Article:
President Donald Trump keeps doubling down on his base supporters, even as that demographic seems to be shrinking.
The president won an unlikely election four years ago by generating enthusiasm from white voters without college degrees, who don't usually turn out to the polls, but that share of the voting bloc has declined as the number of minority voters and college-educated voters grows, reported the New York Times.
The number of white American voters without college degrees has dropped by more than five million since 2016, largely due to aging, while the number of minority voters and college-educated white voters has grown by more than 13 million since then.
Although their numbers have shrunk, that voting cohort has continued turning out to the polls in unusually high numbers even when Trump hasn't been on the ballot, and his campaign has focused on finding more of those voters instead of reaching out beyond them.
“For his entire term, Trump has made very few attempts to reach out and broaden his coalition,” said Larry Sabato, director of the Center for Politics at the University of Virginia. “He has been trying to expand the Trump base that casts ballots, and they could substitute for the diminishing group of blue-collar whites.”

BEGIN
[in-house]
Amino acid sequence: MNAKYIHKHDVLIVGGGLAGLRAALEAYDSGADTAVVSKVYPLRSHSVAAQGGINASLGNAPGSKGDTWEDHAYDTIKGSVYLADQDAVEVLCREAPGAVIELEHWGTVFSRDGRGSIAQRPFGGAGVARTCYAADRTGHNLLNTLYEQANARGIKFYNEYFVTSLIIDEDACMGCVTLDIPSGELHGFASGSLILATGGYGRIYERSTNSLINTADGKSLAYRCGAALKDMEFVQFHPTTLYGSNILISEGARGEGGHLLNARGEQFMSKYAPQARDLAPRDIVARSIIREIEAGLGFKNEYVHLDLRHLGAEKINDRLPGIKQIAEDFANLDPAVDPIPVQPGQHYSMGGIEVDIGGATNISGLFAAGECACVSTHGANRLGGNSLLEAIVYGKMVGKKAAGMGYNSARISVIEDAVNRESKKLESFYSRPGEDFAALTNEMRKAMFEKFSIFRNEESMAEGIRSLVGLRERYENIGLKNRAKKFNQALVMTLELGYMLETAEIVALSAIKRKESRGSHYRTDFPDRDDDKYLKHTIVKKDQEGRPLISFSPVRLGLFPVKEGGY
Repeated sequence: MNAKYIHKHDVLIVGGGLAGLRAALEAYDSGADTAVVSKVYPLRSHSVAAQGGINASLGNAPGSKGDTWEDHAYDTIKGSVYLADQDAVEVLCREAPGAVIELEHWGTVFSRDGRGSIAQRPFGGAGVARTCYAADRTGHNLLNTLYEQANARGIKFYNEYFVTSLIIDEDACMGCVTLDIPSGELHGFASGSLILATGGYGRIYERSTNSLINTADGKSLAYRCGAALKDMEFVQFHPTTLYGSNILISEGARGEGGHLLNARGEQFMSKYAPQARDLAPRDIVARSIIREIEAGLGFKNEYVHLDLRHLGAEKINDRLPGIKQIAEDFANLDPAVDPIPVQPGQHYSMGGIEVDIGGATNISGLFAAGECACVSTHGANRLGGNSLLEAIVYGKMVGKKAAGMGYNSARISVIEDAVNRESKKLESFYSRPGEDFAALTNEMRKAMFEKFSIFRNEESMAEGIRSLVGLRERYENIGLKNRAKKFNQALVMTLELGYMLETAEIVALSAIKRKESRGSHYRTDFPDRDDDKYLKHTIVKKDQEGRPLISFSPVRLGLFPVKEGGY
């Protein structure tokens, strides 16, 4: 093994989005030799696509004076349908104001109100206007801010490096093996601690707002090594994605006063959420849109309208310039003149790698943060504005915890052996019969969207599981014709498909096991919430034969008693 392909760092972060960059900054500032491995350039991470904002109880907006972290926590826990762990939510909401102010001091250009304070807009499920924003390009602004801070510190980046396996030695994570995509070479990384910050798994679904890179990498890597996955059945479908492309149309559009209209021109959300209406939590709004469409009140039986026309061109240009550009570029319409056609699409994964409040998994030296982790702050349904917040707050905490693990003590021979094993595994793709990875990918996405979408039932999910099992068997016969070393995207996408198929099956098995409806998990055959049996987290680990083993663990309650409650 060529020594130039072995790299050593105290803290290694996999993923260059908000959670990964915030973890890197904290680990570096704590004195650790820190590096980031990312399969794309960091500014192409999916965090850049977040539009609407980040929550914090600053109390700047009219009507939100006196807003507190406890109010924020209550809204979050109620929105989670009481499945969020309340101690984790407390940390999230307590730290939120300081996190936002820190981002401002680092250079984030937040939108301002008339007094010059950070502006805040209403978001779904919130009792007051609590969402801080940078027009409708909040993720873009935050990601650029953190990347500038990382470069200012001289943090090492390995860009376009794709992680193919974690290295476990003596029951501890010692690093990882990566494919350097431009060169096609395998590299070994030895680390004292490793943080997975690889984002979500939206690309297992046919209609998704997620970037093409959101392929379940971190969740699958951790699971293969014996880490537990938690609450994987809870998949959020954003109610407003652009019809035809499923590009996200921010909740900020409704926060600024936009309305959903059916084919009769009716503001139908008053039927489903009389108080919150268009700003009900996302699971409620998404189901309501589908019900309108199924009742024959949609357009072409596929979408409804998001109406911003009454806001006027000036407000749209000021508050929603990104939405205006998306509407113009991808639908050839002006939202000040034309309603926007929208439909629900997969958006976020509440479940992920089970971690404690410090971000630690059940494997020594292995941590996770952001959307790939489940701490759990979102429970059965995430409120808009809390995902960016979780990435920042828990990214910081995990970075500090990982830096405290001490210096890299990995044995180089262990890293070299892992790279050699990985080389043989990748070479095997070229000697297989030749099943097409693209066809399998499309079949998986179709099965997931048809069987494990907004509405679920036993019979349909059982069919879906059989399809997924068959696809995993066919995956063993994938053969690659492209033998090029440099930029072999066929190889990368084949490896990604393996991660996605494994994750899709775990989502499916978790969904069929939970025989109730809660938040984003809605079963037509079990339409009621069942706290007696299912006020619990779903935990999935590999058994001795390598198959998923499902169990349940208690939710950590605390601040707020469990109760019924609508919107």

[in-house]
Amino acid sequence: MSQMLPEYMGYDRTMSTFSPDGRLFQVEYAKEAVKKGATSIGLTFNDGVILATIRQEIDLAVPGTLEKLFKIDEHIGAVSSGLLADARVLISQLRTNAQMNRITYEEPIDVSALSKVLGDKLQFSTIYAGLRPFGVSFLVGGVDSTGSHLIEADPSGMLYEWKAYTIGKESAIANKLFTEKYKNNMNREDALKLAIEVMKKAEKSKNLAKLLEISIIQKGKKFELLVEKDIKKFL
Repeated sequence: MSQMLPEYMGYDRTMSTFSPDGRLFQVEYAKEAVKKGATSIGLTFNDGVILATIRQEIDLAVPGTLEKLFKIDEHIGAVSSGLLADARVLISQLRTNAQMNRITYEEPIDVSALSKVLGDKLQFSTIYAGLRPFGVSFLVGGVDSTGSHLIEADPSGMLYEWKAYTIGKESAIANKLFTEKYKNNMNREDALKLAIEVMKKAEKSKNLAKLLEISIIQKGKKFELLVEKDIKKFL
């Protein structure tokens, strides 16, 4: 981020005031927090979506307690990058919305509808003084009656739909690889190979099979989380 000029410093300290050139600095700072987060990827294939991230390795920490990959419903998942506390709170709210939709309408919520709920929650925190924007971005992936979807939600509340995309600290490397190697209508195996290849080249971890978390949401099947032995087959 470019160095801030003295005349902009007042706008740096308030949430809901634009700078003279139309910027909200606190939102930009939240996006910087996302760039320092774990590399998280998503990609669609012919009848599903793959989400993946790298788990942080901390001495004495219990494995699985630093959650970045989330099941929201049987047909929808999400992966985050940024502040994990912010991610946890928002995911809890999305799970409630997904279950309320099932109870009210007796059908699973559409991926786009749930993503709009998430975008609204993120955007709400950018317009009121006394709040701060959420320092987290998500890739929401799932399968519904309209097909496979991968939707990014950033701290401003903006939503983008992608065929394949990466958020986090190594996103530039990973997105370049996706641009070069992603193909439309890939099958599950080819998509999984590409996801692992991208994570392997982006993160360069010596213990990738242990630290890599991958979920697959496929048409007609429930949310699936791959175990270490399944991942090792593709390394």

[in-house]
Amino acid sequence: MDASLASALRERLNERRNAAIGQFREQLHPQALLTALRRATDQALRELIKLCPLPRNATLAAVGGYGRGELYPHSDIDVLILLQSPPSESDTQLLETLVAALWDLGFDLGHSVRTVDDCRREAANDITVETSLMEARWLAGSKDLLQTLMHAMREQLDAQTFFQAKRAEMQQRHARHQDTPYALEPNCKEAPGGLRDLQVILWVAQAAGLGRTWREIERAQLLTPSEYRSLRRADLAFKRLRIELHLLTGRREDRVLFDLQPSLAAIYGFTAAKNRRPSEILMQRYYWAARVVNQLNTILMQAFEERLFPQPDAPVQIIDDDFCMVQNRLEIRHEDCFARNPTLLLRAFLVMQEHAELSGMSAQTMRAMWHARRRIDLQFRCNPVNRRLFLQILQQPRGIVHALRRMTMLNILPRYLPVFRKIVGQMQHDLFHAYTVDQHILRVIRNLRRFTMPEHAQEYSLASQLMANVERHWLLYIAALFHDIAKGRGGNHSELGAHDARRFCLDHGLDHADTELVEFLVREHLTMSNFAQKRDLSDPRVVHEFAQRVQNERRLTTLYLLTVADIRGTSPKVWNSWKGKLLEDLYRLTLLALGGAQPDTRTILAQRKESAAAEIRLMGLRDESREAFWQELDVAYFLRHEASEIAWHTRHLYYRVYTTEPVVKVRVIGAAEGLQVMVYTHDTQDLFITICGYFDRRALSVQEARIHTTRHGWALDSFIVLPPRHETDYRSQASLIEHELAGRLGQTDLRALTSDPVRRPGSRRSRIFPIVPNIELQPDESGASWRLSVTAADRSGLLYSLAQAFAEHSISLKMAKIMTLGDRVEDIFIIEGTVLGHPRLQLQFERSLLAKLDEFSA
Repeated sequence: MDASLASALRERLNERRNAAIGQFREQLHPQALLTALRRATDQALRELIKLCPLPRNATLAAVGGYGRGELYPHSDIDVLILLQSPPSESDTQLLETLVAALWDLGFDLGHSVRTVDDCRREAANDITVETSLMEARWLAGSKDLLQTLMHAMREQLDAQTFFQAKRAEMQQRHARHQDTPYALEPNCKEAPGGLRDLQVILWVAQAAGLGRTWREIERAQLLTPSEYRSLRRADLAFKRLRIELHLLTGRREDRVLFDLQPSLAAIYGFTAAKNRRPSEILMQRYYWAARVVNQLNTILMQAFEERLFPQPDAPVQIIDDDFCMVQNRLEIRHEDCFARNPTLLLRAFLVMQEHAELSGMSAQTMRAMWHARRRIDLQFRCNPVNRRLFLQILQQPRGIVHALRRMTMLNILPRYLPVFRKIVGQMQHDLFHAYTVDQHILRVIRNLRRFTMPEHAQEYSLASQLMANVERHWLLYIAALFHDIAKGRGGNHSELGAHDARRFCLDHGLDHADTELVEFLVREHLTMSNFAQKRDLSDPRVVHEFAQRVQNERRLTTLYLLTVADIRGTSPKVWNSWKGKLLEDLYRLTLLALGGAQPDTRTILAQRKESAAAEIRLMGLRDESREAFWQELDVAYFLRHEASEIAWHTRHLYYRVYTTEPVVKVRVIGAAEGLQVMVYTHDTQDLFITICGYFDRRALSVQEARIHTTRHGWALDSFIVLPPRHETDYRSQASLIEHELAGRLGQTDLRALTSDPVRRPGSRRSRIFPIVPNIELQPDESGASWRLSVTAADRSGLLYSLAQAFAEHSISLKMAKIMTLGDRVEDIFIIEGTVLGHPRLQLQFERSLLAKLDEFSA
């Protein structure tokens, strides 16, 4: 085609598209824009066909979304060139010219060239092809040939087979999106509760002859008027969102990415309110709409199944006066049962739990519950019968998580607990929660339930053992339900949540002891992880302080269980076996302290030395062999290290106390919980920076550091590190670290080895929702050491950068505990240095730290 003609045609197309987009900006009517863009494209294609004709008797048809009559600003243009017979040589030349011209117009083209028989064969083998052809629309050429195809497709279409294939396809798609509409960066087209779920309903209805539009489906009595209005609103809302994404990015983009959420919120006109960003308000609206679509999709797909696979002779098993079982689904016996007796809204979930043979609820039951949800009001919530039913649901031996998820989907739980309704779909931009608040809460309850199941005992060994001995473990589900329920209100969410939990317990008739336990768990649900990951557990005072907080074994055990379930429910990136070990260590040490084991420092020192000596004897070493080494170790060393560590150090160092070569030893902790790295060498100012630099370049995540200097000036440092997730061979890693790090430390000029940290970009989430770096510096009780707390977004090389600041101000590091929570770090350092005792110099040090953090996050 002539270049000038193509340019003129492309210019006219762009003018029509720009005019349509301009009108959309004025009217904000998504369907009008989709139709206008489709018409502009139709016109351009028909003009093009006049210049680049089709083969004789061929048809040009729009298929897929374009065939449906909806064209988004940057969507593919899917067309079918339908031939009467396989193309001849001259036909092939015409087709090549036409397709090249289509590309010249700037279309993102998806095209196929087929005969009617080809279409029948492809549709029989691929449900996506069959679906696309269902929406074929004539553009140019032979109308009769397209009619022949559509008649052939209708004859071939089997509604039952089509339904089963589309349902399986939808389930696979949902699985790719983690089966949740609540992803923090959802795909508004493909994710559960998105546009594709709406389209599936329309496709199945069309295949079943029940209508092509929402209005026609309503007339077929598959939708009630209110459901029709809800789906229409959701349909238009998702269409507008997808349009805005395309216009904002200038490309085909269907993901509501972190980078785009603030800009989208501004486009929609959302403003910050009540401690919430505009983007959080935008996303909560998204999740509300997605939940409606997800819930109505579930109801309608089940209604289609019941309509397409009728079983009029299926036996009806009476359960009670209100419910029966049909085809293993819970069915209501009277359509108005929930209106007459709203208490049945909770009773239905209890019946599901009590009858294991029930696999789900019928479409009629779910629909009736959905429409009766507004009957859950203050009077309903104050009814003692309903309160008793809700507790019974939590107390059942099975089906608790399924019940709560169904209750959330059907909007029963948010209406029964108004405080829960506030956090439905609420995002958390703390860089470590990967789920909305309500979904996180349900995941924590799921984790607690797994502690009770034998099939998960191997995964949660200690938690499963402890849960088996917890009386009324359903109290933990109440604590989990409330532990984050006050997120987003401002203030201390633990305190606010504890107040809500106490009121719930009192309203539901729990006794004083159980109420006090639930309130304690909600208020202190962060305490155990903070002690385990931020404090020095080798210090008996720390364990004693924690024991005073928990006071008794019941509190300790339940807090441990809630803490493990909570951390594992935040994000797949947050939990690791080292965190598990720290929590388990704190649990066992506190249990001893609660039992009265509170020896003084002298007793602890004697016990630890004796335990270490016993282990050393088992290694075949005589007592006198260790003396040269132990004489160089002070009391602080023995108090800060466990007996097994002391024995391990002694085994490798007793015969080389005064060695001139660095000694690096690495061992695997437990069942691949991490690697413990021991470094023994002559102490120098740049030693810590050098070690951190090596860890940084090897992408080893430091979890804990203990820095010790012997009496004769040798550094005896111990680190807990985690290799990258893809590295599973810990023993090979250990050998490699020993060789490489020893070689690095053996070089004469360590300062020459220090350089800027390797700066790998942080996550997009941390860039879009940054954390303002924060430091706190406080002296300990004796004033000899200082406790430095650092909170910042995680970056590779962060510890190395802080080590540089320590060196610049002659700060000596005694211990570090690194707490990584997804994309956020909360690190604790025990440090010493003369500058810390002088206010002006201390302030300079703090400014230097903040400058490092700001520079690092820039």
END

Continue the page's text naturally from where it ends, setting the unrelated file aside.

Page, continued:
More new voters have registered as Republicans than Democrats in key states such as Florida and Pennsylvania, but the shrinking of his base in states that he narrowly won last time pose a challenge to Trump's re-election.
“The combination of the president’s personality and style combined with the demographic challenges leaves very little margin for error,” said GOP strategist Ken Spain. “Increasing registration while juicing turnout is his only play at this stage. It would mean defying the polls again.”